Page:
• As India has opened its economy, it needs to improve the supply chain which was disrupted due to lockdown.
  • A labour market recovery will be a key to the economy running again.

2)Global Trends Report: UNHCR:-

Why in News

The United Nations High Commissioner for Refugees (UNHCR) has released its annual Global Trends report before the World Refugee Day (20th June).

  • Global Trends is published every year to count and track the numbers of refugees, internally displaced people, people who have returned to their countries or areas of origin, asylum-seekers, stateless people and other populations of concern to UNHCR.

Key Points

  • Displacement in 2019:
    • Nearly 80 million people were forcibly displaced by the end of 2019 — which is nearly 1% of the global population.
      • Half of those displaced were children.
    • Of the 80 million people, 26 million were cross-border refugees, 45.7 million were internally displaced people, 4.2 million were asylum seekers and 3.6 million were Venezuelans displaced abroad.
    • More than eight of every 10 refugees (85%) are in developing countries, generally a country neighbouring the one they fled.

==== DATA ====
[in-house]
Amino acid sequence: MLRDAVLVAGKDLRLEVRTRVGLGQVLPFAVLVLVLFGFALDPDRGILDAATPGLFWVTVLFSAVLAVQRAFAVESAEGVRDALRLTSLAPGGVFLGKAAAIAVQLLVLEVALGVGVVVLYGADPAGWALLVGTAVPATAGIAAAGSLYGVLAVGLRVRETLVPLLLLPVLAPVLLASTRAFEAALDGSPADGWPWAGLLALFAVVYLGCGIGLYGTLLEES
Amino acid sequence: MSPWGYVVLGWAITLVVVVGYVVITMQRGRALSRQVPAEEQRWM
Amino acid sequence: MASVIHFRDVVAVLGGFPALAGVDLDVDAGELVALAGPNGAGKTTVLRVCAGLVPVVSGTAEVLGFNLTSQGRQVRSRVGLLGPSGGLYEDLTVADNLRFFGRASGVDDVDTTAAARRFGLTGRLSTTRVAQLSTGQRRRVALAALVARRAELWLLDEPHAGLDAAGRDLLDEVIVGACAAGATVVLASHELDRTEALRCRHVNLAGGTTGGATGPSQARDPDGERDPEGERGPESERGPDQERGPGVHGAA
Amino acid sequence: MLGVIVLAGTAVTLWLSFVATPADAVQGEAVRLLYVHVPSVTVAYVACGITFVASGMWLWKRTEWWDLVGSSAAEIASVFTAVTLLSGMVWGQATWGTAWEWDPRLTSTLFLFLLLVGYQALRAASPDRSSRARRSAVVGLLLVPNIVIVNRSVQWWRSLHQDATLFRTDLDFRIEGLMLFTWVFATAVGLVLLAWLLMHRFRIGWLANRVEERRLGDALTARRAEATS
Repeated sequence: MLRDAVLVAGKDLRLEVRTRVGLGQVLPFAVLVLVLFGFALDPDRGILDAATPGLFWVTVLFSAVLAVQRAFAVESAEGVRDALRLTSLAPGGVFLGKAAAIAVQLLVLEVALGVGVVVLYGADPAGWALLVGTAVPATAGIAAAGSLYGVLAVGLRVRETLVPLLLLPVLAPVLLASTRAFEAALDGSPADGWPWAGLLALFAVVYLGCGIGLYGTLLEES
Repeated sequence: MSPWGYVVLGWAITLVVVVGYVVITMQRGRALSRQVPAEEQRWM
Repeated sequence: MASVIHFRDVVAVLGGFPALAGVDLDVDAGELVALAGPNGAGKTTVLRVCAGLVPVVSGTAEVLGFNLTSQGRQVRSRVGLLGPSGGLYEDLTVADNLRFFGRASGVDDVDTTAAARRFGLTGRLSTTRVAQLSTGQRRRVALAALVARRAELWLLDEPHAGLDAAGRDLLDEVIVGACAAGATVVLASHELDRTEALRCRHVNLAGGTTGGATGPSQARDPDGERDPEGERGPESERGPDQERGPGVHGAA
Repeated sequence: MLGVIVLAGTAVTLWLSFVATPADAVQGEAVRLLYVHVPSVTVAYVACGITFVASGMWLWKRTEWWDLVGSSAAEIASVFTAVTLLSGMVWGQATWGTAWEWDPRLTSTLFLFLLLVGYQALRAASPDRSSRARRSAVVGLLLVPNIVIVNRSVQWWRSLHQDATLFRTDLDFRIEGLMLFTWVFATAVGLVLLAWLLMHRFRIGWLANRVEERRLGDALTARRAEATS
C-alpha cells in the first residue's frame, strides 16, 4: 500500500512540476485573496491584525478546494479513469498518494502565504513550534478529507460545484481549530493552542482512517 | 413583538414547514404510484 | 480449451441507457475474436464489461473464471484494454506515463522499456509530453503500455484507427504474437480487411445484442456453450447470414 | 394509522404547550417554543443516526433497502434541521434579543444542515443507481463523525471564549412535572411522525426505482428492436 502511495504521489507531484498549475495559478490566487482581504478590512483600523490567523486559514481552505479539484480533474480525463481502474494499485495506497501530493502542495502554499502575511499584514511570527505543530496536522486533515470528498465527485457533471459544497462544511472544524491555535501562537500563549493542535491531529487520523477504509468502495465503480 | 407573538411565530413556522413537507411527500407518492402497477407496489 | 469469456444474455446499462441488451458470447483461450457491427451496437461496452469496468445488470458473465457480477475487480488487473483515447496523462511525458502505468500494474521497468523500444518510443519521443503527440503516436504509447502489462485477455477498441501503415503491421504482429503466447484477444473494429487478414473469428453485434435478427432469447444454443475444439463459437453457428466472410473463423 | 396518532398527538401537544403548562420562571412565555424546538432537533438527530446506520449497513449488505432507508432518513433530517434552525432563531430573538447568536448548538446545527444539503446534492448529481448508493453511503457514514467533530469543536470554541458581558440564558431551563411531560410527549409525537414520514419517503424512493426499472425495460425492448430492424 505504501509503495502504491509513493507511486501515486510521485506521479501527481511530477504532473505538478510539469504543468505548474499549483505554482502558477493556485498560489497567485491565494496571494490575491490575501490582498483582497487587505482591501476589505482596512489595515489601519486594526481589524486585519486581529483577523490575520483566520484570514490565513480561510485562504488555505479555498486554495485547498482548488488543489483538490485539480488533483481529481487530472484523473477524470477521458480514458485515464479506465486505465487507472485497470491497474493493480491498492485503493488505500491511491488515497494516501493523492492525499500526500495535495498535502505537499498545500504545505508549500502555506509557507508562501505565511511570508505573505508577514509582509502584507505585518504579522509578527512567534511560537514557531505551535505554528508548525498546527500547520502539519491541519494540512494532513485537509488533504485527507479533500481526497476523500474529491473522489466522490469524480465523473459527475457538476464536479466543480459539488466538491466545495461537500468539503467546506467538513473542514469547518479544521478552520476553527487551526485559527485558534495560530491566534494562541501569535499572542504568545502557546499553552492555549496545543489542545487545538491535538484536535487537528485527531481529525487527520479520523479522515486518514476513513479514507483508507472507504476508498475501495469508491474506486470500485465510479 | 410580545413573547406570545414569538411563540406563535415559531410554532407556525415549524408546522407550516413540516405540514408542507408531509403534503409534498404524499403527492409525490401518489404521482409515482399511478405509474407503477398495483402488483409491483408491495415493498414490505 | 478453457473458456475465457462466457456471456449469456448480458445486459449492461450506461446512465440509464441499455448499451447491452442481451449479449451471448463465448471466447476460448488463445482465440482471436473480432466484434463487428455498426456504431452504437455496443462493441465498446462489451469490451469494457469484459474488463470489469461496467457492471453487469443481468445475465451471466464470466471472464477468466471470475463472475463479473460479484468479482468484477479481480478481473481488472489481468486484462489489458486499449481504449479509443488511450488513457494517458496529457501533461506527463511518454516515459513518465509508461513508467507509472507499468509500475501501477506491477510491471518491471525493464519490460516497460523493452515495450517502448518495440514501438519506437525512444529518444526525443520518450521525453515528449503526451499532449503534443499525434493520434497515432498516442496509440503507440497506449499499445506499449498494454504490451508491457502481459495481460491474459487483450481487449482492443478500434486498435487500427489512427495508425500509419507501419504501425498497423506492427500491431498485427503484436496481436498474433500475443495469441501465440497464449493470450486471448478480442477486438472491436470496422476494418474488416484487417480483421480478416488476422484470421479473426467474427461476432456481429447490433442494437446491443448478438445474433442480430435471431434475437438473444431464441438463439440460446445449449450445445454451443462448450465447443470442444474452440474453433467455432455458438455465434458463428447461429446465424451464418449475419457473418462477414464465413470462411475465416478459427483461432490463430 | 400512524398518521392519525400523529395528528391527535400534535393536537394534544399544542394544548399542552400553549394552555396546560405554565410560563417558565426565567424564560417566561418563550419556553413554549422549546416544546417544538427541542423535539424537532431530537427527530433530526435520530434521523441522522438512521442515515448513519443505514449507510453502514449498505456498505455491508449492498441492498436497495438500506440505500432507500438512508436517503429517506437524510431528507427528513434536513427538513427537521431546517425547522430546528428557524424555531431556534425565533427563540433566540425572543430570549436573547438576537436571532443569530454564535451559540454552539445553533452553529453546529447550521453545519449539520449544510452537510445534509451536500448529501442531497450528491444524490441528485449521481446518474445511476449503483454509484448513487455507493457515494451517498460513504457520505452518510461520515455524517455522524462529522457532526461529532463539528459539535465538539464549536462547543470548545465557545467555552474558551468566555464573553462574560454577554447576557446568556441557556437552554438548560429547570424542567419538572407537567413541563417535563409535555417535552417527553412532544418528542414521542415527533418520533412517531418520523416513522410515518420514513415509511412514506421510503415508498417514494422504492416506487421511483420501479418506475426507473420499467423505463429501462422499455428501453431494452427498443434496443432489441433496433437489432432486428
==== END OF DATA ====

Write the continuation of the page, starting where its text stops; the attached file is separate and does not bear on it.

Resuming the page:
• Five countries account for two-thirds of people displaced across borders: Syria, Venezuela, Afghanistan, South Sudan and Myanmar.
      • Syria has been the top country of origin for refugees since 2014.
  • Reason of Displacement:
    • Persecution, conflict, violence, human rights violations or events seriously disturbing public order were the main reasons behind the forced displacement.
    • 80% of the world’s displaced people are in countries or territories affected by acute food insecurity and malnutrition – many of them facing climate and other disaster risk.
  • Comparison of Displacement in Past Decade (2010-19):
    • The number of refugees doubled from about 10 million in 2010 to 20.4 million at the end of 2019. Close to 53% were newly displaced.
      • 1 in every 97 people were affected by forced displacement in 2019, compared to 1 in every 159 people in 2010 and 1 in every 174 in 2005.
    • Nearly to 40% of those displaced (or 30-34 million) forcibly between 2010-2019 include children below 18 years of age.
    • Very few people who have been displaced were able to return to their homes.
      • In the 1990s, on average 1.5 million refugees were able to return home each year. That number has fallen to around 3,85,000 in the past decade (2010-2019).

World Refugee Day

  • It is an international day designated by the United Nations to honour refugees around the globe.
  • It falls each year on 20th June and celebrates the strength and courage of people who have been forced to flee their home country to escape conflict or persecution.
  • It is an occasion to build empathy and understanding for the refugee’s plight and to recognize their resilience in rebuilding their lives.